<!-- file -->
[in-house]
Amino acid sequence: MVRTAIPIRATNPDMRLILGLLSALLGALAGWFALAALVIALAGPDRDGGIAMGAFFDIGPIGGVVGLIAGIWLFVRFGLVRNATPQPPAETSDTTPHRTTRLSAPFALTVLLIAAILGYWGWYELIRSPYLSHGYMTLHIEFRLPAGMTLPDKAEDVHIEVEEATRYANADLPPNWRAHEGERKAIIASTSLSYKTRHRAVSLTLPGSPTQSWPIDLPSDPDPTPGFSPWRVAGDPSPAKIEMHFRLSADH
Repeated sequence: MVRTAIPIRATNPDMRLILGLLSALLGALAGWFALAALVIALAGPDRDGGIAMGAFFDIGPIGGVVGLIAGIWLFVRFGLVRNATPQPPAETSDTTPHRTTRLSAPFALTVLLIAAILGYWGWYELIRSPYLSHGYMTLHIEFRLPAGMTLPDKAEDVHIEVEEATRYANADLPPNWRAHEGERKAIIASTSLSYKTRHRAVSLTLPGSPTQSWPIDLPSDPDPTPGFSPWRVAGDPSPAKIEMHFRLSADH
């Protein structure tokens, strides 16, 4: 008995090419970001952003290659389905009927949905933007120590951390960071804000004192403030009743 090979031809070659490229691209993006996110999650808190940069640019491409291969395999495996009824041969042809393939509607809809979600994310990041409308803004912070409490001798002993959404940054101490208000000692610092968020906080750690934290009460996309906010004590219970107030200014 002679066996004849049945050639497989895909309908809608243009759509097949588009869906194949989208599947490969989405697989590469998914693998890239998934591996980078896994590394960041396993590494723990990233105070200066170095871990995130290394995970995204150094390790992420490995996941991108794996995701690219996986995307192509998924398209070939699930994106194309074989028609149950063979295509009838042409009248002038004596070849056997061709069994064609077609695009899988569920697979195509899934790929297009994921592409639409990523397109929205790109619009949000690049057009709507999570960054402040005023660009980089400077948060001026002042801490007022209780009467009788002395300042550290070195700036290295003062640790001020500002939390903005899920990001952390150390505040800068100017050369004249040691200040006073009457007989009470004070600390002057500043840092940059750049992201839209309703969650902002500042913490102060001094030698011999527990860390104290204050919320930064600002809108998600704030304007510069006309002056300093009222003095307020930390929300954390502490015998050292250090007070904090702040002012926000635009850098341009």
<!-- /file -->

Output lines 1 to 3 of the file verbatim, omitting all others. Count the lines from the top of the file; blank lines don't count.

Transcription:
[in-house]
Amino acid sequence: MVRTAIPIRATNPDMRLILGLLSALLGALAGWFALAALVIALAGPDRDGGIAMGAFFDIGPIGGVVGLIAGIWLFVRFGLVRNATPQPPAETSDTTPHRTTRLSAPFALTVLLIAAILGYWGWYELIRSPYLSHGYMTLHIEFRLPAGMTLPDKAEDVHIEVEEATRYANADLPPNWRAHEGERKAIIASTSLSYKTRHRAVSLTLPGSPTQSWPIDLPSDPDPTPGFSPWRVAGDPSPAKIEMHFRLSADH
Repeated sequence: MVRTAIPIRATNPDMRLILGLLSALLGALAGWFALAALVIALAGPDRDGGIAMGAFFDIGPIGGVVGLIAGIWLFVRFGLVRNATPQPPAETSDTTPHRTTRLSAPFALTVLLIAAILGYWGWYELIRSPYLSHGYMTLHIEFRLPAGMTLPDKAEDVHIEVEEATRYANADLPPNWRAHEGERKAIIASTSLSYKTRHRAVSLTLPGSPTQSWPIDLPSDPDPTPGFSPWRVAGDPSPAKIEMHFRLSADH